154.                          Furthermore, on account of his unvirtuousness an unvirtuous person is displeasing to deities and human beings, is uninstructable by his fellows in the life of purity, suffers when unvirtuousness is censured, and is remorseful when the virtuous are praised. Owing to that unvirtuousness he is as ugly as hemp cloth. Contact with him is painful because those who fall in with his views are brought to long-lasting suffering in the states of loss. He is worthless because he causes no great fruit [to accrue] to those who give him gifts. He is as hard to purify as a cesspit many years old. He is like a log from a pyre (see It. 99); for he is outside both [recluseship and the lay state]. Though claiming the bhikkhu state he is no bhikkhu, so he is like a donkey following a herd of cattle. He is always nervous, like a man who is everyone’s enemy. He is as unfit to live with as a dead carcass. Though he may have the qualities of learning, etc., he is unfit for the homage of his fellows in the life of purity as a charnel-ground fire is for that of brahmans. He is as incapable of reaching the distinction of attainment as a blind man is of seeing a visible object. He is as careless of the Good Law as a guttersnipe is of a kingdom. Though he fancies he is happy, yet he suffers because he reaps suffering as told in the Discourse on the Mass of Fire (A.iv, 128-34).

155.                          Now the Blessed One has shown that when the unvirtuous have their minds captured by pleasure and satisfaction in the indulgence of the five cords of sense-desires, in [receiving] salutation, in being honored, etc., the results of that kamma, directly visible in all ways, is very violent pain, with that [kamma] as its condition, capable of producing a gush of hot blood by causing agony of heart with the mere recollection of it. Here is the text:
  ‘Bhikkhus, do you see that great mass of fire burning, blazing ‘and glowing? —Yes, venerable sire. —What do you think, ‘bhikkhus, which is better, that one [gone forth] should sit ‘down or lie down embracing that mass of fire burning, blazing ‘and glowing, or that he should sit down or lie down embracing ‘a warrior-noble maiden or a brahman maiden or a maiden of ‘householder family, with soft, delicate hands and feet? –It ‘would be better, venerable sir, if he sat down or lay down ‘embracing that great mass of fire burning, blazing and ‘glowing.

156.                          ‘I say to you, bhikkhus, I declare to you, bhikkhus, that it ‘would be better for one [gone forth] who is unvirtuous, who is ‘evil-natured, of unclean and suspect habits, secretive of his ‘acts, who is not an ascetic and claims to be one, who does not ‘lead the life of purity and claims to do so, who is rotten ‘within, lecherous, and full of corruption, to sit down or lie ‘down embracing that great mass of fire burning, blazing and ‘glowing. Why is that? By his doing so, bhikkhus, he might ‘come to death or deadly suffering, yet he would not on that ‘account, on the break up of the body, after death, reappear in ‘states of loss, in any unhappy destiny, in perdition, in hell. But ‘if one who is unvirtuous, evil-natured, . . . and full of ‘corruption, should sit down or lie down embracing a warrior-‘noble maiden . . . that would be long for his harm and ‘suffering: on the break up of the body, after death, he would ‘reappear, in states of loss, in an unhappy destiny, in perdition, ‘in hell’ (A. iv, 128-9).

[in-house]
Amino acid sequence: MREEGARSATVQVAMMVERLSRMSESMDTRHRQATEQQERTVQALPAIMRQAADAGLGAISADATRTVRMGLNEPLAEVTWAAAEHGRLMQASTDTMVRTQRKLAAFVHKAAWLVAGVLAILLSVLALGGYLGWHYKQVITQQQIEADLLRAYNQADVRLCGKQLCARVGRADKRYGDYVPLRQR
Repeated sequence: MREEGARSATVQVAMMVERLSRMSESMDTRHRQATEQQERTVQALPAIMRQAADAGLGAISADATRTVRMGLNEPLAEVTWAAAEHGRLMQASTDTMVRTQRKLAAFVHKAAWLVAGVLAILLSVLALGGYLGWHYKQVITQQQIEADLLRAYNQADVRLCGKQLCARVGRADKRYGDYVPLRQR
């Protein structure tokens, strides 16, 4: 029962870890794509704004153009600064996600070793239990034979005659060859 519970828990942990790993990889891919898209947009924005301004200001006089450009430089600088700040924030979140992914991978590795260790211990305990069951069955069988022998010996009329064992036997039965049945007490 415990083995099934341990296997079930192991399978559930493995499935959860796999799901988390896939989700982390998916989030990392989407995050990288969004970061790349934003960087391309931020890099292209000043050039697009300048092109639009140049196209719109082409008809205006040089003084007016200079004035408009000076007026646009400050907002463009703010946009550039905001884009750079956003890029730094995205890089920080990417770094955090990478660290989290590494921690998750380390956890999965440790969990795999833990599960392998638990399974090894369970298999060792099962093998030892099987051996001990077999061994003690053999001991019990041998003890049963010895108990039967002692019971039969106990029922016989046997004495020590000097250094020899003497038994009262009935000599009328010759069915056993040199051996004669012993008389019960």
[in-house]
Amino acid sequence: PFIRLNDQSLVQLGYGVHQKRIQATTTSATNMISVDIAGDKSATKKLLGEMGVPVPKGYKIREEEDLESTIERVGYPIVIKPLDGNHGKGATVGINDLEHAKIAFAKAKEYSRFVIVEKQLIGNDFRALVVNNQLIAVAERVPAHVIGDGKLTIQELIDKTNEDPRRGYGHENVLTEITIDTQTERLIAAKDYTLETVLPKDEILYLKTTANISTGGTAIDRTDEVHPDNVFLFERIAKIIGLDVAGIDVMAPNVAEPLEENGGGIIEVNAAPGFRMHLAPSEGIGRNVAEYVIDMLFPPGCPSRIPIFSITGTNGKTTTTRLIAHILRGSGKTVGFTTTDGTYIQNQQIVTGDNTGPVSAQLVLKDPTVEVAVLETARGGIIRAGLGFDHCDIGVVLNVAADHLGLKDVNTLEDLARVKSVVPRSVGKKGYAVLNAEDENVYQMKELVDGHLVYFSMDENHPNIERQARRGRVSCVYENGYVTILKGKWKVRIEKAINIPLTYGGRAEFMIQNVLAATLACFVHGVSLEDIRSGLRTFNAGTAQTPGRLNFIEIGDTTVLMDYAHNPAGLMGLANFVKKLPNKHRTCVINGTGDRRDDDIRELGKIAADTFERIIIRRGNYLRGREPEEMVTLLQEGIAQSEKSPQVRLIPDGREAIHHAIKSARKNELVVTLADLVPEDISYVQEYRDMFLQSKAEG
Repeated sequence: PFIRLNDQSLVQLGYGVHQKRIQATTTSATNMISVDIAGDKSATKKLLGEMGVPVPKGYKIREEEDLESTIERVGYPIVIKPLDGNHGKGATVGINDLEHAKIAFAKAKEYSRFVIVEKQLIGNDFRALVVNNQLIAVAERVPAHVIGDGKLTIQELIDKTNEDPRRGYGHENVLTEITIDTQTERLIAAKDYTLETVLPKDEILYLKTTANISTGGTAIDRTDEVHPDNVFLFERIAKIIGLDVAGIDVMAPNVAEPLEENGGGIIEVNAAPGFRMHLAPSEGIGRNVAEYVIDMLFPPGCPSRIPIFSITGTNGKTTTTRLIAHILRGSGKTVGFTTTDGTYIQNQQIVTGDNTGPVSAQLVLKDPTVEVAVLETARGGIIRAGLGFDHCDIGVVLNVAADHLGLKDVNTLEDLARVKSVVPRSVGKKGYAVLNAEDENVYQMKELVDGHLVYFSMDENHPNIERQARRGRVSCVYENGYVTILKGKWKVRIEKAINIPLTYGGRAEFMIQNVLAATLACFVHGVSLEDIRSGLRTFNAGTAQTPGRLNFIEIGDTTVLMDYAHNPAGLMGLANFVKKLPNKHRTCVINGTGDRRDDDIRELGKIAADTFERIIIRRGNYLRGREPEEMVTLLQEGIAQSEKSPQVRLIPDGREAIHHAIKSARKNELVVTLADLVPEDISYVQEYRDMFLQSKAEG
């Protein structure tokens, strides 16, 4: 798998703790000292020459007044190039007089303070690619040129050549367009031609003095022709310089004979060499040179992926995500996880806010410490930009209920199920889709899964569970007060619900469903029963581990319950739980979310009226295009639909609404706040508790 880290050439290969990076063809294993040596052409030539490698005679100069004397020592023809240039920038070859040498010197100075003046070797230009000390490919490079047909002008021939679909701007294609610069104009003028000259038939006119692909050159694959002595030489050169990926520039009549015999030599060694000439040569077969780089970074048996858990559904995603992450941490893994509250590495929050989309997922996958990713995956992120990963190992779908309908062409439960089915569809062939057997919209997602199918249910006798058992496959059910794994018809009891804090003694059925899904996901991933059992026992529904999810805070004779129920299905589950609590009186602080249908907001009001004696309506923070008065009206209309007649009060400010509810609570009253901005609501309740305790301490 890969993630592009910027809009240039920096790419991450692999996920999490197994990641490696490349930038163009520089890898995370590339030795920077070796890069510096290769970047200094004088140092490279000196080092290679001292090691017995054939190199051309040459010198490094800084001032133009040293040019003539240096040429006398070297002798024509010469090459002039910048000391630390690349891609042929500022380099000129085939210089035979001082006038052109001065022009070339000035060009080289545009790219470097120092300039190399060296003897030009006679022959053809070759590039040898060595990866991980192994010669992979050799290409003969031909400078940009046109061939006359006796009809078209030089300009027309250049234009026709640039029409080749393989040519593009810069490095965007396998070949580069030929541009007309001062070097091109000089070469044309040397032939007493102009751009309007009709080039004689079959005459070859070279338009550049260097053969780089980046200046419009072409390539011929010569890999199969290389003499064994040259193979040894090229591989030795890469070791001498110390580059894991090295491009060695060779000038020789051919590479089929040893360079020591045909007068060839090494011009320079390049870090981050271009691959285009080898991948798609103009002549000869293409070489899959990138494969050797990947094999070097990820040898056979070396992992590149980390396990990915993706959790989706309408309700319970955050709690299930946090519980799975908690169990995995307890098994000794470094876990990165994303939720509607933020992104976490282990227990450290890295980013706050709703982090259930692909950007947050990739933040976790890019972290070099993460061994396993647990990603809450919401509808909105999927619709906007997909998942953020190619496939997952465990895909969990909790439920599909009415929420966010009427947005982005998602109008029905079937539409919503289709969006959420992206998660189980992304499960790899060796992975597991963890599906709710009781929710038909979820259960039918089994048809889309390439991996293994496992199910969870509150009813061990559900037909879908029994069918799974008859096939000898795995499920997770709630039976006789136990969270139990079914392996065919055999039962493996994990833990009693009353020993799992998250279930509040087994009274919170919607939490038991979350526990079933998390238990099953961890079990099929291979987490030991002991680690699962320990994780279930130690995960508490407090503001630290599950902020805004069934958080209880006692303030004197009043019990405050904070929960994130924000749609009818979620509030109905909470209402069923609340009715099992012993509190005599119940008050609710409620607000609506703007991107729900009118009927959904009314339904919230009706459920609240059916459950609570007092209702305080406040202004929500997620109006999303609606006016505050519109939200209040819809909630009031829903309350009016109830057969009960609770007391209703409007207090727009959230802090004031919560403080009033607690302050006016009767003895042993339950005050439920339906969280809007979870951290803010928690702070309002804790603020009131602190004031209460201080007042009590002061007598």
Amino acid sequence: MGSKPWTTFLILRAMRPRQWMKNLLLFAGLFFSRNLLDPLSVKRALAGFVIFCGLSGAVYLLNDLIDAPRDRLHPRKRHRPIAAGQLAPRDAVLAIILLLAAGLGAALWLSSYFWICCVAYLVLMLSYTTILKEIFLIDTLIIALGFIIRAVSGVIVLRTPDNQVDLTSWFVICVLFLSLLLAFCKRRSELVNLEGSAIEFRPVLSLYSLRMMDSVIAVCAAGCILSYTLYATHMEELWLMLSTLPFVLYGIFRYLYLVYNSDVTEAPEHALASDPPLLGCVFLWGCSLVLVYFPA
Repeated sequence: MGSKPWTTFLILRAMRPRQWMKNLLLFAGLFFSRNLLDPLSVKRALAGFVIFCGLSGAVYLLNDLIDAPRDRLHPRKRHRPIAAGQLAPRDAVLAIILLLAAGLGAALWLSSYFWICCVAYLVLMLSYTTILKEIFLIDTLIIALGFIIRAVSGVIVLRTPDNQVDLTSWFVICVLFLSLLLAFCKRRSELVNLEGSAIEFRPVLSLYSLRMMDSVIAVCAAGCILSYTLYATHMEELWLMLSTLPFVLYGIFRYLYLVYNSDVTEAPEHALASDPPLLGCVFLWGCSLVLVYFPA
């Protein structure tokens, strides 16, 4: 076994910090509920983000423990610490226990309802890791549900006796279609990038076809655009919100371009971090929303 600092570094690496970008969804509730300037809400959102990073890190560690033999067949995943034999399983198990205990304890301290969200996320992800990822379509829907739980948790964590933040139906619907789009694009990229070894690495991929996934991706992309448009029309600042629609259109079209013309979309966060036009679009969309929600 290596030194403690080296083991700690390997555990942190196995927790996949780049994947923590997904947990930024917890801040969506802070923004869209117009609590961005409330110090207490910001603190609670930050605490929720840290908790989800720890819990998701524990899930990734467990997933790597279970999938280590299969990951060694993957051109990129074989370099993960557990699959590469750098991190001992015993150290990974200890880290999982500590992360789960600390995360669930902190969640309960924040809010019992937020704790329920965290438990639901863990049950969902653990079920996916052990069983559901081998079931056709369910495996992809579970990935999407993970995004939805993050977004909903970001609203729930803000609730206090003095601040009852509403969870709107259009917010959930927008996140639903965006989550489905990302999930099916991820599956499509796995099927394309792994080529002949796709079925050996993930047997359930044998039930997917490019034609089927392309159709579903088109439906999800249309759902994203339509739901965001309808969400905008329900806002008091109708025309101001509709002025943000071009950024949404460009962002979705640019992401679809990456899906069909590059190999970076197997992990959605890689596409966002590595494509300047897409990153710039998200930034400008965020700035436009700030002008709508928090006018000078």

157.   Having thus shown by means of the analogy of the mass of fire the suffering that is bound up with women and has as its condition the indulgence of the five cords of sense-desires [by the unvirtuous], to the same intent he showed, by the following similes of the horse-hair rope, the sharp spear, the iron sheet, the iron ball, the iron bed, the iron chair, and the iron cauldron, the pain that has as its condition [acceptance of] homage and reverential salutation, and the use of robes, alms food, bed and chair, and dwelling [by unvirtuous bhikkhus]:
   ‘What do you think, bhikkhus, which is better, that one ‘should have a strong horse-hair rope twisted round both legs ‘by a strong man and tightened so that it cut through the outer ‘skin, and having cut through the outer skin it cut through the ‘inner skin, and having cut through the inner skin it cut ‘through ‘the flesh, and having cut through the flesh it cut ‘through the ‘sinews, and having cut through the sinews it cut ‘through the ‘bones, and having cut through the bones it ‘remained crushing ‘the bone-marrow—or that he should ‘consent to the homage of ‘great warrior nobles, great ‘brahmans, great householders?’ (A. iv, 129), [56]
  and ‘What do you think, bhikkhus, which is better, that one ‘should have a strong man wound one’s breast with a sharp ‘spear tempered in oil—or that he should consent to the ‘reverential salutation of great warrior nobles, great brahmans, ‘great householders?’ (A. iv, 130),
  and ‘What do you think, bhikkhus, which is better, that one’s ‘body should be wrapped by a strong man in a red-hot iron ‘sheet burning, blazing, and glowing—or that he should use ‘robes given out of faith by great warrior nobles, great ‘brahmans, great householders? (A. iv, 130-1), and ‘What do ‘you think, bhikkhus, which is better, that one’s mouth